God bless and I pray this was a blessing and please feel free to like, share or comment on here or whatever social media platforms you use as the Lord leads you to, as always I love questions about this or any other article so please feel free to fill in the form below, all comments are moderated to avoid profanity.
TTE
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TTE Advent Calendar Day Nineteen – December 19th

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TTE Advent Calendar Day Nineteen – December 19th

Thank you for reading our nineteenth installment of our advent series, please check out our advent page for more articles in this series.

Today we look at the prophecy that the messiah would have his clothing gambled for. We read this is the book of Psalm chapter 22 which was written by King David …

Psalm 22:18 (ESV) they divide my garments among them, and for my clothing they cast lots.

We carry on from where we left it yesterday in Psalm 22. David spoke about he could see his bones and now he laments that his garments were divided amongst his adversaries. Although he was speaking about things that would happen in his life, he was also referring to the coming messiah.

Imagine being the King of Israel and ending up so bereft of power that you could not even stop the ones who are against you taking your possessions for themselves and dividing the spoils as if it were they owned it themselves… But there is more…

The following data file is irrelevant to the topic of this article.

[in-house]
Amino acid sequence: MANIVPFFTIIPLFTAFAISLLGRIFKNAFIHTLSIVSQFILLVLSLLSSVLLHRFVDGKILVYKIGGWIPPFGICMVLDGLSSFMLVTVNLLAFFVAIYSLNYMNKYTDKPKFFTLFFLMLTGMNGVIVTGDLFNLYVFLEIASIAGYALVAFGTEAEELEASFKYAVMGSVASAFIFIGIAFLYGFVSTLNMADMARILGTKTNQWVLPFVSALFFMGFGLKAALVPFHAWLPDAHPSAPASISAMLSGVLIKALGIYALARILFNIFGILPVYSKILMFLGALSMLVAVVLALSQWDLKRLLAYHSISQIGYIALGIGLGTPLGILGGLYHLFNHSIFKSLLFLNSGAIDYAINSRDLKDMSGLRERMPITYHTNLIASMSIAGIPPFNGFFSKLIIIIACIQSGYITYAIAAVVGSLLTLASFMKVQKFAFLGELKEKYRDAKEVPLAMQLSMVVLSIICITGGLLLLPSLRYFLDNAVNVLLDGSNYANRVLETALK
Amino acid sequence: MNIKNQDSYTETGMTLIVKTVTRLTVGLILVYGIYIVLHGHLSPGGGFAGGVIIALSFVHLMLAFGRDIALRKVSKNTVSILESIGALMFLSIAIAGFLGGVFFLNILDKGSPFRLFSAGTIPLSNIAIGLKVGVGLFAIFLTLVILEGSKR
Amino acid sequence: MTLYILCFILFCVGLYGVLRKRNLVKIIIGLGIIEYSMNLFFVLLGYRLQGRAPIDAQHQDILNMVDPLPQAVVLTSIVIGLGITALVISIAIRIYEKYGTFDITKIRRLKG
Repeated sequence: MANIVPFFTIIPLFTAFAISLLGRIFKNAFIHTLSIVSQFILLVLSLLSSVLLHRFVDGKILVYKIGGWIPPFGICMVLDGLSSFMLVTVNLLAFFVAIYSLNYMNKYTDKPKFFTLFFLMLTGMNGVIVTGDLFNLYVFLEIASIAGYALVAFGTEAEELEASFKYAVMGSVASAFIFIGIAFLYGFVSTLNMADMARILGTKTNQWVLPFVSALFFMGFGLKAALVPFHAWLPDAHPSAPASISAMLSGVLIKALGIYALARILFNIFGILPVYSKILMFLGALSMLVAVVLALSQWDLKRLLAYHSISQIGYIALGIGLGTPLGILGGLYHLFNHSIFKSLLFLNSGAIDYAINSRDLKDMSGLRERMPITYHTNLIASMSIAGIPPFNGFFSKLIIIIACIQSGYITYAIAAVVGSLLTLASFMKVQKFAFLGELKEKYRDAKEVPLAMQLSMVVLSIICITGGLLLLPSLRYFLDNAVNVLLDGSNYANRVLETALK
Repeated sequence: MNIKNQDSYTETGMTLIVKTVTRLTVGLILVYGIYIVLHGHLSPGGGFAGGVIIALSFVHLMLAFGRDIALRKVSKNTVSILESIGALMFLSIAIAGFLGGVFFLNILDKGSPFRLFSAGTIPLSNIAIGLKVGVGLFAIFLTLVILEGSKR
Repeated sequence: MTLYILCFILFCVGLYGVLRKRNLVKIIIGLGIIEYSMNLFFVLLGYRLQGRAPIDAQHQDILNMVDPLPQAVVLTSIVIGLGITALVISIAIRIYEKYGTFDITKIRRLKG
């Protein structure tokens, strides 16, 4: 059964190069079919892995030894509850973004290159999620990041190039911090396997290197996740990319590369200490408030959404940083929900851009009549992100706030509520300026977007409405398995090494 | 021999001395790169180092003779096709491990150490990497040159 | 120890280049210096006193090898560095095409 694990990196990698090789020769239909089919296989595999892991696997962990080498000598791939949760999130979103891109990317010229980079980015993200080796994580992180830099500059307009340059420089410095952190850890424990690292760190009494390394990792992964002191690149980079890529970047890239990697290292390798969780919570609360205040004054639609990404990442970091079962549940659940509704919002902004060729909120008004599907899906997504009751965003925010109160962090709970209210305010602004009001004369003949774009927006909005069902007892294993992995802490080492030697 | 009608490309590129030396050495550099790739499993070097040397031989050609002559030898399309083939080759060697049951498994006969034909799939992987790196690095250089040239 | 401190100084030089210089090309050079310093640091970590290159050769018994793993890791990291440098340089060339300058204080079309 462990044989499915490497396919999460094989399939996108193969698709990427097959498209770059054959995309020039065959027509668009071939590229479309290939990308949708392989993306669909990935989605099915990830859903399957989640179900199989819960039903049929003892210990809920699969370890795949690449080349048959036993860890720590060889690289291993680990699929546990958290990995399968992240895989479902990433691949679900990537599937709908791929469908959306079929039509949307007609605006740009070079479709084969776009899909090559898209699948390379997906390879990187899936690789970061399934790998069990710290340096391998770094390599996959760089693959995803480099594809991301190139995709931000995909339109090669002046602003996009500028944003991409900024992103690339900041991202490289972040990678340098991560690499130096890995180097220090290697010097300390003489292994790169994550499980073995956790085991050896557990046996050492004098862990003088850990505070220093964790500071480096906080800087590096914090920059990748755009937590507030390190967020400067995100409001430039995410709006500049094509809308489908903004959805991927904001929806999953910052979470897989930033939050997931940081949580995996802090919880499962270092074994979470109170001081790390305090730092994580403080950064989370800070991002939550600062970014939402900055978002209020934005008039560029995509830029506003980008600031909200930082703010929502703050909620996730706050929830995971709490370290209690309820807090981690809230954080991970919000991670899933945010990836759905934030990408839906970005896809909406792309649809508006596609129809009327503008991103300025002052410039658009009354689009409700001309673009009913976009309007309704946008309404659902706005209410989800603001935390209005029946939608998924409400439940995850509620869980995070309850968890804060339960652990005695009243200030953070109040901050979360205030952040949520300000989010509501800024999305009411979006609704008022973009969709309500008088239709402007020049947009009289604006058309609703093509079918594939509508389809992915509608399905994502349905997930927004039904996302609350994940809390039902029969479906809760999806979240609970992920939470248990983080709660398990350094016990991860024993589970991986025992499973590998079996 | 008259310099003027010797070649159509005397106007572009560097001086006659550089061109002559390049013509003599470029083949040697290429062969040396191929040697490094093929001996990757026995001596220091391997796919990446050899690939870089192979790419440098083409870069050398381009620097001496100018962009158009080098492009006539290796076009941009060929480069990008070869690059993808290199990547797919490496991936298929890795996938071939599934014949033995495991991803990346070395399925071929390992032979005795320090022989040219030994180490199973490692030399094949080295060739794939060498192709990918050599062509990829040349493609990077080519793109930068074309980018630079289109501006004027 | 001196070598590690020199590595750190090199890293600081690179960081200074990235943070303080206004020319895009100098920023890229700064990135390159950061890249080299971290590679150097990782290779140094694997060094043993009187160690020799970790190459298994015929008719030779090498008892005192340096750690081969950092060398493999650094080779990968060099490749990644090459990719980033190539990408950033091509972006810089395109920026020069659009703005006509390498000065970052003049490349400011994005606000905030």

Imagine the one who was there at creation with the Father, humbled himself to come to earth to be the sacrifice for all. Nailed to a cross in the cruelest way devised to inflict as much pain and torture to an enemy of the state as possible. The Romans were not known for their hospitality to criminals.

While he is hanging up there in excruciating pain he looks down and sees the following… (Verse 34)

Luke 23:32 (ESV) Two others, who were criminals, were led away to be put to death with him. 33 And when they came to the place that is called The Skull, there they crucified him, and the criminals, one on his right and one on his left. 34 And Jesus said, “Father, forgive them, for they know not what they do.” And they cast lots to divide his garments. 35 And the people stood by, watching, but the rulers scoffed at him, saying, “He saved others; let him save himself, if he is the Christ of God, his Chosen One!” 36 The soldiers also mocked him, coming up and offering him sour wine 37 and saying, “If you are the King of the Jews, save yourself!” 38 There was also an inscription over him, “This is the King of the Jews.”

Jesus while going through pain that we can’t possibly imagine had the compassion on those who hated him enough to death to say (and mean it) “Father, forgive them, for they know not what they do.” That to me is mind blowing. He is looking down at the foot of the cross and he sees that the people below are gambling to get his clothes. We also read in the next two pieces of scripture (Matthew 27 & John 19) another two accounts of the literal fulfillment of this scripture.